There is something of an irony for Nakoto Kan’s stimulus package being announced on a day that had improved growth figures and in an economy of Japan’s size I wonder what he expects a stimulus of 920 billion Yen or 11 billion US dollars will achieve. Going forwards the real issue is whether the rise in the Yen will return Japan to recession or whether she can continue to grow. A further problem from the Yen’s rise is that it adds to Japan’s dis inflation problem by reducing import prices.Much in Japan is not as elsewhere.

America’s economic statistics

As I said at the beginning of this week we would get information from the US trade figures but that they were very unreliable, however the unexpected twist was that the initial (jobless) claims figures from the Bureau of Labor Statistics would turn out to be unreliable too, as according to Bloomberg.

For the latest reporting week, nine states didn’t file claims data to the Labor Department in Washington because of the federal holiday earlier this week, a Labor Department official told reporters. As a result, California and Virginia estimated their figures and the U.S. government estimated the other seven.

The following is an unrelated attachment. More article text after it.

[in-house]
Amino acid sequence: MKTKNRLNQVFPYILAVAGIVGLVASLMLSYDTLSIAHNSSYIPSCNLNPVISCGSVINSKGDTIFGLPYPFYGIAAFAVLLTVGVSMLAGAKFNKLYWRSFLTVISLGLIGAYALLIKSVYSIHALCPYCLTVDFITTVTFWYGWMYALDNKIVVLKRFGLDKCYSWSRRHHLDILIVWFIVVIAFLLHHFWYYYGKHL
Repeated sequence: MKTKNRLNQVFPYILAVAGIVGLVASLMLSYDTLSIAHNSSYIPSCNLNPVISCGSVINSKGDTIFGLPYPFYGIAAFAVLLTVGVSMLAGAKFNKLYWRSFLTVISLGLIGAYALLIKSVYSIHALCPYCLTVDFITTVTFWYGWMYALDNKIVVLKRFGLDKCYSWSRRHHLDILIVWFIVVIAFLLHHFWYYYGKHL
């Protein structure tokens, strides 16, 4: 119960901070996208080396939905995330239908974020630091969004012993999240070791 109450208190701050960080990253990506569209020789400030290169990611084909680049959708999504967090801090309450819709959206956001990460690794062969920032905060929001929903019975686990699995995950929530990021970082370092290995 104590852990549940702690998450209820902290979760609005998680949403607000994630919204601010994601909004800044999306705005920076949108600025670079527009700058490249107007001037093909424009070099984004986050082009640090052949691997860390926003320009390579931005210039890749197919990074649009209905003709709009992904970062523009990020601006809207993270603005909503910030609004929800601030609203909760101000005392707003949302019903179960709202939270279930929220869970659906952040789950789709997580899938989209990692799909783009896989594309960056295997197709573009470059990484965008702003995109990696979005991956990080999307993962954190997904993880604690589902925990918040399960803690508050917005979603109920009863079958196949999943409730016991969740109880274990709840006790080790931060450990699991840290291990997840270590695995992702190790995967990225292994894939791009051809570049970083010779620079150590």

A much simpler answer would have been to delay the numbers for a day to allow everyone to catch- up and it is for this reason that I cannot report on these weeks figures. The one piece of information we did get was that last week’s figures were revised up by 8000 to 478,000 continuing a trend that usually sees upwards revisions over time.

The trade figures showed a narrowing from June’s concerning $49 billion deficit to $42.8 billion with exports rising and imports falling to complete a much happier picture.However if one steps back and looks at trends rather just monthly figures the three-month average actually rose to $44.4 billion from $43.9 billion reminding us that we need to look at more than one months figures and the chart the BEA shows on its press release which goes back to July 2008 shows persistent problems in my view.

I think we are still left with a picture of a slowing economy but we are not much the wiser as to whether it is a severe or a minor one.

Fiscal Policy and a possible stimulus

A comment on this blog was posted yesterday on the subject of fiscal policy and suggested that a fiscal stimulus would be a good idea. I would be interested in readers views on this and I would like to narrow the debate to whether this is the right time for one as I feel this is the crucial issue. Changes in fiscal policy take a considerable time to be enacted usually and to start the debate my concern is we are not yet absolutely clear that it is required and so it would be running a large risk. Indeed we have a lot of stimulation both monetary and fiscal in world economies right now which sometimes gets forgotten. So now I have posed two questions! Sorry.One is about timing and the other is about total stimulus size.

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19 thoughts on “Japanese economic growth improves whilst Europe’s banks look to raise funds